"Galaxies are found in clusters," Cutts continues, pulling on a cord to bring down a slide-projection screen. "We happen to be in a rather insignificant one." Cutts, who teaches the lecture portion of Beginning Astronomy, keeps his students visually stimulated. Today he will show slides of spiral galaxies, do a complicated explanation of Hubble's law on an overhead transparency, run a short video clip of a NASA press conference about the discovery of what appears to be a black hole, and use a big-screen projection from the course's Web page - all in an effort to explain physicists' current best guess as to the ultimate fate of all known matter.

While the lab sections try to give students a closer look at individual objects in the heavens, Beginning Astronomy lectures are designed to make them understand how all of it works. Many of Cutts's slides, for example, are images from the Hubble Space Telescope (HST), a 2.4-meter reflecting telescope orbiting 600 kilometers above the Earth. It has no screw-in eyepieces; deployed in 1990, HST is completely controlled by computers. The images gathered by HST are vastly superior to anything visible through a terrestrial telescope; the light it collects is not filtered and refracted through the atmosphere. The orbiting telescope is so powerful, in fact, that it is helping collect data to answer questions astronomers never even dreamed of asking ten years ago.

"Will the universe keep getting bigger and more diffuse?" Cutts asks students in Beginning Astronomy. "Or will it eventually collapse back in on itself?" Such questions are difficult to imagine on a human scale.

"Will the universe keep getting bigger and more diffuse?" Cutts asks the class. "Will it reach a steady state? Or will it eventually collapse back in on itself?" Such questions are difficult to imagine on a human scale. Some of the galaxies that Cutts discusses, for example, are so far away that their light is just now visible to humans even though those objects are older than the entire Milky Way galaxy, let alone the Earth. "Recent data suggest that the most distant things in the universe are still moving apart - even speeding up," Cutts says. "It looks like the universe is growing."

During the semester, Cutts takes the class to the farthest reaches of space and time. Beginning with a discussion of how stars form and evolve, Cutts steers the students into the dynamics of the Milky Way. Soon he is piloting them to other galaxies, galaxy clusters, and galactic nebulae; they swing past black holes, pulsars, quasars, neutron stars, and into clouds of dark matter. Helping students understand such objects and phenomena as black holes or dark matter comes with an added challenge, Cutts says: "They are, by definition, unseeable." The gravitational force of a black hole is so strong that not even light can escape its grasp to be collected in a telescope. Dark matter is (or might be) made up of neutrinos and other fragments of subatomic matter that physicists believe pervade the entire universe.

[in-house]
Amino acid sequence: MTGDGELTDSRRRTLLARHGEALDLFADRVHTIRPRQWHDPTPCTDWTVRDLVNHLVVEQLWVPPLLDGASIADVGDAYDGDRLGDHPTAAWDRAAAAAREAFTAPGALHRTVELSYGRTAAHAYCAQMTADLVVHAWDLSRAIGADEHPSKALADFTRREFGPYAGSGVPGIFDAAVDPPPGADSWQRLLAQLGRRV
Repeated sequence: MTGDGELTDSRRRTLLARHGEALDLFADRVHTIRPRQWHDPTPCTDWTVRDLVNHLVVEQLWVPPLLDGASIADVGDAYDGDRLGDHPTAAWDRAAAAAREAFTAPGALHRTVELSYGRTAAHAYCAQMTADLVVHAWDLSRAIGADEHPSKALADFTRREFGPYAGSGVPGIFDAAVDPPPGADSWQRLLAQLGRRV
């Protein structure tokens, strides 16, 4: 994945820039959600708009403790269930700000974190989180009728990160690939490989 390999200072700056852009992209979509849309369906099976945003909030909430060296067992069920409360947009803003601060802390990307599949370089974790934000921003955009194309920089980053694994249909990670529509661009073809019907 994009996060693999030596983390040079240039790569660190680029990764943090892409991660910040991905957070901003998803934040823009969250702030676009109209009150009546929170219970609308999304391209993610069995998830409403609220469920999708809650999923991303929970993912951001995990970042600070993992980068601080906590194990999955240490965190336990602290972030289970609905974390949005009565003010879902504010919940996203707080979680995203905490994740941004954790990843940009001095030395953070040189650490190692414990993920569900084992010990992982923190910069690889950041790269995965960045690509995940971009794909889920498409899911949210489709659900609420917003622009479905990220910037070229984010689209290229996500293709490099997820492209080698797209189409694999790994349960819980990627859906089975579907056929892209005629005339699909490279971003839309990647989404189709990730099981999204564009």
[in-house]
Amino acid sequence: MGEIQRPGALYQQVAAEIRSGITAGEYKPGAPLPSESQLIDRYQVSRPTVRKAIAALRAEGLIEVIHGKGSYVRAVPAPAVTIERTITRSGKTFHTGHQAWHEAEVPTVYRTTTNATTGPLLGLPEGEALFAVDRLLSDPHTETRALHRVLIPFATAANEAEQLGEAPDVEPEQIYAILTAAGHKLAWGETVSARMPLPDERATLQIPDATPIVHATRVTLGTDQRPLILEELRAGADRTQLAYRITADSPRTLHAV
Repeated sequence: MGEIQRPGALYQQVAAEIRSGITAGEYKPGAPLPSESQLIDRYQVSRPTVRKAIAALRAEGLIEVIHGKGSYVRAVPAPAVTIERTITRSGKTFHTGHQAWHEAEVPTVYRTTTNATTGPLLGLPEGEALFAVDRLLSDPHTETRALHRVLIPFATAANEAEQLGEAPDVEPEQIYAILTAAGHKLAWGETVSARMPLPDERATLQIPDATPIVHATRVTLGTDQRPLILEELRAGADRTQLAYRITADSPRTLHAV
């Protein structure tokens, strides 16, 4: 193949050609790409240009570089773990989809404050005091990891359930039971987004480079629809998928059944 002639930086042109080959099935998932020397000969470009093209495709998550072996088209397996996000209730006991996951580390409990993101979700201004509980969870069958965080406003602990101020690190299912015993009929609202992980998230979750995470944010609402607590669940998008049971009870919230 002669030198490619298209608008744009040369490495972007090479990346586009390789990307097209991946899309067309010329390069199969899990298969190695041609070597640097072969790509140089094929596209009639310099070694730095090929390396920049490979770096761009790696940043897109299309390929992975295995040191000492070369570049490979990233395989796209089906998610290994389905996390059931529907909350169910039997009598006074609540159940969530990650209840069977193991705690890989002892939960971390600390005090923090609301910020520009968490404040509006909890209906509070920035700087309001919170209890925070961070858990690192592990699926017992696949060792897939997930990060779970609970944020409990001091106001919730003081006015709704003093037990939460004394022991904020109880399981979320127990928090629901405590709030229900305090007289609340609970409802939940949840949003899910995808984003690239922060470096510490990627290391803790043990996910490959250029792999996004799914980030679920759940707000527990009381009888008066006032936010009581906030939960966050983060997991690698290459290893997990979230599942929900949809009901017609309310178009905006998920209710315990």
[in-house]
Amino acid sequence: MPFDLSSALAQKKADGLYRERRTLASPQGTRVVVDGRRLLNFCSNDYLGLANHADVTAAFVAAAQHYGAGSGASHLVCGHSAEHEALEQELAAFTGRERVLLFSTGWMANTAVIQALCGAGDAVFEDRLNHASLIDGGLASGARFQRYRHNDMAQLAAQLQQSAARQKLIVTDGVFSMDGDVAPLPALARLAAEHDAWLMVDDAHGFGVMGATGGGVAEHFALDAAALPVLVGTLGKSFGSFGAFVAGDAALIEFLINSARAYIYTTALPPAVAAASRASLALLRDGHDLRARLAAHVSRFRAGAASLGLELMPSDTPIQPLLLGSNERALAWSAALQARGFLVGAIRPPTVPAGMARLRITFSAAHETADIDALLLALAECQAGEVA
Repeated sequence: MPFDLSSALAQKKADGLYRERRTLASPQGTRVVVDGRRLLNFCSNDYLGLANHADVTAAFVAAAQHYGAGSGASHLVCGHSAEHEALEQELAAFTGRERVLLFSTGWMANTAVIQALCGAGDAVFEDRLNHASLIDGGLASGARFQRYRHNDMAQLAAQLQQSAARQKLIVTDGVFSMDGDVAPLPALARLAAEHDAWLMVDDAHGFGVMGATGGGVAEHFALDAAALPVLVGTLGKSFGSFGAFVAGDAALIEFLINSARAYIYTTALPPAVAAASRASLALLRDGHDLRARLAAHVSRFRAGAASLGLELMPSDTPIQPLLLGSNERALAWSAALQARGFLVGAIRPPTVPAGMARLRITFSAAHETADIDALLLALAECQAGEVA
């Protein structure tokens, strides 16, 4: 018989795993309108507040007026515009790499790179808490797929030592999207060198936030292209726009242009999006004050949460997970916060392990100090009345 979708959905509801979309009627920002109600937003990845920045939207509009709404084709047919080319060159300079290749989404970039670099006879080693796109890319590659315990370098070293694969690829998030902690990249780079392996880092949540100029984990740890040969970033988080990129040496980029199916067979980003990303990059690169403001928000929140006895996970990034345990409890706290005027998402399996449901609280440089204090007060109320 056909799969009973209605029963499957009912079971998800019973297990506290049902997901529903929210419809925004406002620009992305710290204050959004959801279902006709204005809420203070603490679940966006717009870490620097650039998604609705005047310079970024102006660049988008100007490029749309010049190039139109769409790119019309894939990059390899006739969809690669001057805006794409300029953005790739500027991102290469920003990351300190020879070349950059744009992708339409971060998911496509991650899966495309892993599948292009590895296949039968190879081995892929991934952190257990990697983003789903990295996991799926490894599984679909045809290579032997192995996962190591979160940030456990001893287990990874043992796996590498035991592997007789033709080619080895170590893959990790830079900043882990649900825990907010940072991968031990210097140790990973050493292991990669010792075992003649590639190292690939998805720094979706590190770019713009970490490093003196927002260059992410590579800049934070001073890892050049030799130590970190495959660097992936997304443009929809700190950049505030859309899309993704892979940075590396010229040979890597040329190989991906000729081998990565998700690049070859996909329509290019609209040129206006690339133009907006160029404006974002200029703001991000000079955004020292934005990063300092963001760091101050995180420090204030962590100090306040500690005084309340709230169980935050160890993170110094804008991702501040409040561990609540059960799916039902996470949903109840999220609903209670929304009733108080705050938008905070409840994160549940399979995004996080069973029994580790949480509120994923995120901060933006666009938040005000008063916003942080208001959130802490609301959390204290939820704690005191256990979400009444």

Cutts, whose specialty is particle physics, has been searching for bits of subatomic matter ever since joining the Brown faculty in 1973. While teaching the course, he often spends two days a week at Fermilab, a national research laboratory in Batavia, Illinois, that is home to the world's most powerful particle accelerator. Though Cutts's own work is conducted on an infinitesimally small scale - on the level of individual protons or electrons - he says his research has many astronomical applications. "Studying the fundamental constituents of nature and looking at galaxies have a lot in common," he says to the class. "A lot of things that one does in the lab to calculate the properties of nature's smallest particles can be of use when you're studying something like the Big Bang."

Many of Cutts's more complex concerns about the fundamental nature of matter need to get checked at the door of Beginning Astronomy, but the professor doesn't mind. "You can talk a little bit about modern physics, and they can relate it to how a star produces energy," he says. "It's really a nice opportunity to bring in topics from the forefront of scientific research and give them to students who listen and even appreciate what it is you're trying to do."

Cutts, a Providence native, traces his own interest in astronomy to a boyhood trip he took with his parents to Ladd Observatory. There Cutts found Charles Smiley, a Brown professor and keeper of the Ladd telescope from 1930 until he retired in 1969. Smiley "delighted in talking to kids and showing them things in the telescope," Cutts says. "He gave me the idea that science was fun and respectable and exciting." With his own students, Cutts begins at precisely that point, and shows them how science can be nothing less than a way of life.